During a question-and-answer period, the bankers -- representing Chase Manhattan Corp., Chemical Banking Corp., and Citicorp -- suggested that the city council might be overstepping its power by trying to establish legislation that applies to federally insured financial institutions.
The Bank Protection Act of 1968, they said, would preempt the city council from enacting any new legislation.
"Are you threatening to sue along those lines?" Mr. McCaffrey, the driving force behind the bill, asked the bankers.
When the bankers' reluctantly answered yes, it became clear that the council considered the threat a slap in the face, a show of disrespect.
It would be several months before the council gathered to put the measure to a vote. And while the council publicly maintains that it used that time to make some concessions to the banks, most observers agree that the bill that was passed is more stringent than the bill that was submitted to bankers in April.
By way of illustration, the most onerous part of the April version of the bill was the requirement that banks install full-motion video cameras at every ATM site.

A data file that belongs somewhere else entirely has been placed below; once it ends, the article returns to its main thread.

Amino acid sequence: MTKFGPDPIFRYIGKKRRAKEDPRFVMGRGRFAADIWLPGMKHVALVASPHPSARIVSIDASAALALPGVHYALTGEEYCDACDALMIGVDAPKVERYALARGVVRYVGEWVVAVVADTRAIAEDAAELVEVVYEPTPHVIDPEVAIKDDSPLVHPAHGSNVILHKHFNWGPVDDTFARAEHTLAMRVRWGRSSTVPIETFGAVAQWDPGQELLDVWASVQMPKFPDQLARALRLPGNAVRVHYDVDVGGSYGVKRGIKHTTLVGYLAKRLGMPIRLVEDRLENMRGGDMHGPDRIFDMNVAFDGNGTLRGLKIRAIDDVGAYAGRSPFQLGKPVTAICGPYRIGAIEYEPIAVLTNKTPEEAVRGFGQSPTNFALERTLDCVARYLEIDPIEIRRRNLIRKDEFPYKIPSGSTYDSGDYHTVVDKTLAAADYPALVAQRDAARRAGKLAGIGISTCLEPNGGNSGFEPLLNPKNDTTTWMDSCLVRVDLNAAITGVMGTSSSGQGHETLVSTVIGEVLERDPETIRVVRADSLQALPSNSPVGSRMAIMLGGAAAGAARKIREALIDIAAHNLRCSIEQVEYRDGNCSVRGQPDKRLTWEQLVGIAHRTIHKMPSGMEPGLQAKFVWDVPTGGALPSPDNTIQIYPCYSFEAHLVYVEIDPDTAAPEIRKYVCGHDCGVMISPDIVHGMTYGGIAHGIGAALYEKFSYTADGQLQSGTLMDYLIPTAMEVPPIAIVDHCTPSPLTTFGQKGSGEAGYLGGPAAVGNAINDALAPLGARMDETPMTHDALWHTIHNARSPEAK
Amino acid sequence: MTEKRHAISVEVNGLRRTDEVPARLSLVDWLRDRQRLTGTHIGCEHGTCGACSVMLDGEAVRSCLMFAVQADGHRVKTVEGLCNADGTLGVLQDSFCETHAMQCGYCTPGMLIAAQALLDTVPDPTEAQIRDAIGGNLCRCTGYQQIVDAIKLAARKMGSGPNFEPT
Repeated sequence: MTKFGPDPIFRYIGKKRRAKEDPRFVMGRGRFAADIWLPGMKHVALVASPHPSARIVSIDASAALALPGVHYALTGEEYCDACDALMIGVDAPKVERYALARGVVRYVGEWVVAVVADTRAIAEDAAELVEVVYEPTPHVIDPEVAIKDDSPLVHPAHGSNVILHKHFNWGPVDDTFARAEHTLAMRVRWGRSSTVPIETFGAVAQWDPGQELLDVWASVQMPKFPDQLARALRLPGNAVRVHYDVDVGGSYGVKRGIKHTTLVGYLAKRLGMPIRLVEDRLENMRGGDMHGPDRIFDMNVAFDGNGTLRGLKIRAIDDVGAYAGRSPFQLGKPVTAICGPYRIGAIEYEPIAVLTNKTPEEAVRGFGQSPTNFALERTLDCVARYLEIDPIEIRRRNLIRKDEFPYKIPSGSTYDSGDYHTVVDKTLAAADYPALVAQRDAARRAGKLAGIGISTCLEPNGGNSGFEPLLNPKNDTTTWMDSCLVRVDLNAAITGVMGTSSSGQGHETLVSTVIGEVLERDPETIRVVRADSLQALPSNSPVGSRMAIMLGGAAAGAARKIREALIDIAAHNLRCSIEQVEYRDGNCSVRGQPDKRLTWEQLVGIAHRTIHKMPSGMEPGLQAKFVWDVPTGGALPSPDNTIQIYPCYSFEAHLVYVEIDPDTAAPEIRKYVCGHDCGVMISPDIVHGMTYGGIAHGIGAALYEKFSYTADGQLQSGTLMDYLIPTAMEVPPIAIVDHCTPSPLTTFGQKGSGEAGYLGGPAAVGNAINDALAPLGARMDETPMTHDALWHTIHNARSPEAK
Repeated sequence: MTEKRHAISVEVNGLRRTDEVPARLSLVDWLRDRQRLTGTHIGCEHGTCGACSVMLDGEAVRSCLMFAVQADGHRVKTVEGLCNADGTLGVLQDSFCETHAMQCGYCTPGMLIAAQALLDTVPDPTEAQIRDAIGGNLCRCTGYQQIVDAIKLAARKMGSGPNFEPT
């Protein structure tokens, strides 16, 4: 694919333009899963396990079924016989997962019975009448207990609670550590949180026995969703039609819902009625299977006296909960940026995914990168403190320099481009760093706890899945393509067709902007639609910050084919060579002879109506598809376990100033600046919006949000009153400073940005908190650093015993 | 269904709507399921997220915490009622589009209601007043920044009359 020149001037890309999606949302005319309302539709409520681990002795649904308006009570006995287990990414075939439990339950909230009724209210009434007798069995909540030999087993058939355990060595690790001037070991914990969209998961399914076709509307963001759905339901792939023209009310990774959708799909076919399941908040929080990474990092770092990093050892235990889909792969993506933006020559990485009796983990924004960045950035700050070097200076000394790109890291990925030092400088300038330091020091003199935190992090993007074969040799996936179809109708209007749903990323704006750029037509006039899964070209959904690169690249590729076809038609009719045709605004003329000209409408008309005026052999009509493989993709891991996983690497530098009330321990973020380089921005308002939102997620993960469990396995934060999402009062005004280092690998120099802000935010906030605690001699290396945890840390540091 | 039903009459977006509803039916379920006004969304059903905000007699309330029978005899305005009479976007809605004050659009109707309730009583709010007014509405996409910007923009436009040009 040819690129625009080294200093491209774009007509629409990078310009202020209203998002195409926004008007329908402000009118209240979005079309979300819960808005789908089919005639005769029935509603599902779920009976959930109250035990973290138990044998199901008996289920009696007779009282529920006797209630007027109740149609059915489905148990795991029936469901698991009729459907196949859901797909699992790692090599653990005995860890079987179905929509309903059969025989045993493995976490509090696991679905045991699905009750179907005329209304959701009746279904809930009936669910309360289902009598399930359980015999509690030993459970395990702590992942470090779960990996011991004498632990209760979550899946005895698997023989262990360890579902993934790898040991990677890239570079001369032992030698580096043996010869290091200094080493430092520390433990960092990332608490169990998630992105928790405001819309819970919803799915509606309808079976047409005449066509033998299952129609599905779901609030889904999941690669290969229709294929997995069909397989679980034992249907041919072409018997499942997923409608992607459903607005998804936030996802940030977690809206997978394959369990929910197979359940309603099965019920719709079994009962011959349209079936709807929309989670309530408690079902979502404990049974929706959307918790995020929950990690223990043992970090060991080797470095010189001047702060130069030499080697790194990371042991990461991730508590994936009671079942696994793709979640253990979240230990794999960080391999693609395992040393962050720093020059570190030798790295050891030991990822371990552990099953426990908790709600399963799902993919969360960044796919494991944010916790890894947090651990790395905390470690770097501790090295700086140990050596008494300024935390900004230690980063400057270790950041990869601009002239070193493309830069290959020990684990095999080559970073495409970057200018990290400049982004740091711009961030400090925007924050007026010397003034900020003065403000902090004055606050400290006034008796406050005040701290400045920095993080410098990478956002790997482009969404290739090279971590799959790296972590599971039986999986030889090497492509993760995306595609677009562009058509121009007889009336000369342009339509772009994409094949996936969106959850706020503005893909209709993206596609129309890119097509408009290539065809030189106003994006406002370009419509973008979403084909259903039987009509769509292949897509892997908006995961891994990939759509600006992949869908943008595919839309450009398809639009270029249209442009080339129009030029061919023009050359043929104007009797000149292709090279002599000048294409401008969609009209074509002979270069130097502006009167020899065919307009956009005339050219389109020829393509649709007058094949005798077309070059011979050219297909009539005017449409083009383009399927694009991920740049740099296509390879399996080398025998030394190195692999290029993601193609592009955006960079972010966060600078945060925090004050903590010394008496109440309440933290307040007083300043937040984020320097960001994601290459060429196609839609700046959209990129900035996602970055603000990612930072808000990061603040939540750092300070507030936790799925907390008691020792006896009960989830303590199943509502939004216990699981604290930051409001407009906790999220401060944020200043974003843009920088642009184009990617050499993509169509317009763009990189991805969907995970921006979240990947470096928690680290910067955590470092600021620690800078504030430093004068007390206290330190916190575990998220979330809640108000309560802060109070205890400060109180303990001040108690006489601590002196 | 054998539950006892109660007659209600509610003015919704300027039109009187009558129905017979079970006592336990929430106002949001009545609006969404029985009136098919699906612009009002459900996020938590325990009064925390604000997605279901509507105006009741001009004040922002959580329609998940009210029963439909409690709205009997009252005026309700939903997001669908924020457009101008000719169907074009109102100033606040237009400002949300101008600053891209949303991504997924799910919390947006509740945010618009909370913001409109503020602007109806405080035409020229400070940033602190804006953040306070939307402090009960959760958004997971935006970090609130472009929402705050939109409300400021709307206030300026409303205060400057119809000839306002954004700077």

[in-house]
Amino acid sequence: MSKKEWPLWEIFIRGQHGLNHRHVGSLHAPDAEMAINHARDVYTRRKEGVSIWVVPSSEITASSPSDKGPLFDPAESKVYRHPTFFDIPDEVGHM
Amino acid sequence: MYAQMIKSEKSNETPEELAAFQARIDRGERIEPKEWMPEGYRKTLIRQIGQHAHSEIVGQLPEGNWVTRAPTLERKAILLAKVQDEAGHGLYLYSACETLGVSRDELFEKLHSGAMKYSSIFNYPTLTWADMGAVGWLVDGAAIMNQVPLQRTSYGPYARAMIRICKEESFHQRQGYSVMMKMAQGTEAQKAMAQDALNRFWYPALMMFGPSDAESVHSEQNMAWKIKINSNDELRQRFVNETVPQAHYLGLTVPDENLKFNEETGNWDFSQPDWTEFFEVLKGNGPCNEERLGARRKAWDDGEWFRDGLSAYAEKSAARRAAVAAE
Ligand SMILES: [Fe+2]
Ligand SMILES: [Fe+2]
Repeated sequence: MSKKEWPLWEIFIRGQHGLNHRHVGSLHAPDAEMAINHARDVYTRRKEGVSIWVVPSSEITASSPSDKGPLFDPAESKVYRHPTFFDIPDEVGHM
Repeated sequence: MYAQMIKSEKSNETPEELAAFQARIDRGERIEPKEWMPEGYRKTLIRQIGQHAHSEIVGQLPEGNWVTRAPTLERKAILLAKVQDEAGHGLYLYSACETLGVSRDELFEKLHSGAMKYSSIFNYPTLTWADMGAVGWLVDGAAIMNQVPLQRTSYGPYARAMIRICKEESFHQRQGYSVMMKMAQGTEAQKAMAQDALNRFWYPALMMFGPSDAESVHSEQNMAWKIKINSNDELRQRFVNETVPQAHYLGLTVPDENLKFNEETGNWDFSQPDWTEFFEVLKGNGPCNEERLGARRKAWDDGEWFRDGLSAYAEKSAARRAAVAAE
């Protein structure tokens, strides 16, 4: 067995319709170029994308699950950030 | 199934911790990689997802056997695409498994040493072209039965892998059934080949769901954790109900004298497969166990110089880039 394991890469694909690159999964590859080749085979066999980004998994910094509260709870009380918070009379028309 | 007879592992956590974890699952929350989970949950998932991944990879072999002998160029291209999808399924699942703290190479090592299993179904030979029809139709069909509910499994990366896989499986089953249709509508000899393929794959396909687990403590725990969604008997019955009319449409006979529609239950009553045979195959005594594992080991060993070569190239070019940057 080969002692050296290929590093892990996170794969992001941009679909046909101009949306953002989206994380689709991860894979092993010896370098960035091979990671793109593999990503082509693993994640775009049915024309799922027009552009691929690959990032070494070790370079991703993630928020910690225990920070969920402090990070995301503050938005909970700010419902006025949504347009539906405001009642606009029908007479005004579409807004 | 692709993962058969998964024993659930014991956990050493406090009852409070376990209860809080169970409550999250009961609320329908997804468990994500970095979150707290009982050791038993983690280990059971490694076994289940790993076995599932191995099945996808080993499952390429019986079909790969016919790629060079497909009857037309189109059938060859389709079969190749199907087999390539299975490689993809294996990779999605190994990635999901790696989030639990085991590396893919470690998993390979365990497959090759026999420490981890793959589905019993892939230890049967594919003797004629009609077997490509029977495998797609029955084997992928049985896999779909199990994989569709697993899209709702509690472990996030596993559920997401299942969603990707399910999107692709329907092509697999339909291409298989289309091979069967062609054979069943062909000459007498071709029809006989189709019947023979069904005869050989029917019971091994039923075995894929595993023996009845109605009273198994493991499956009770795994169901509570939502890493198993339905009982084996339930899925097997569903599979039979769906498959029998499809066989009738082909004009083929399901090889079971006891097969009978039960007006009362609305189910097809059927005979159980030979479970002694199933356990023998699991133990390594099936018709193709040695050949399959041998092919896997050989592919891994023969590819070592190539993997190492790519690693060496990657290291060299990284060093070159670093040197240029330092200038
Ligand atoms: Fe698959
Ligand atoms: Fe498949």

A few months later, the bill had some minor deletions and one major addition: the requirement that all ATM doors be regulated by a card-reading device that allows entry only to bearers of ATM cards and credit cards.
Bankers have stated that the door lock requirement is by far the most difficult ad expensive of the bill's mandated measures. The expense is further aggravated by a provision stating that security guards must be present at all ATMs without these special locks.
Bankers believe there is still a chance that some of the bill's harsher requirements can be changed before the law takes effect sometime in February.
Specifically, they are hoping that the door lock requirement will be amended.
The city council has set up a task force to look into the feasibility of the new door-locking requirement, and bankers believe this will improve the lines of communication between the two parties.
"This is far from a issue that is settled," said Michael P. Smith, an executive vice president at the New York State Bankers Association.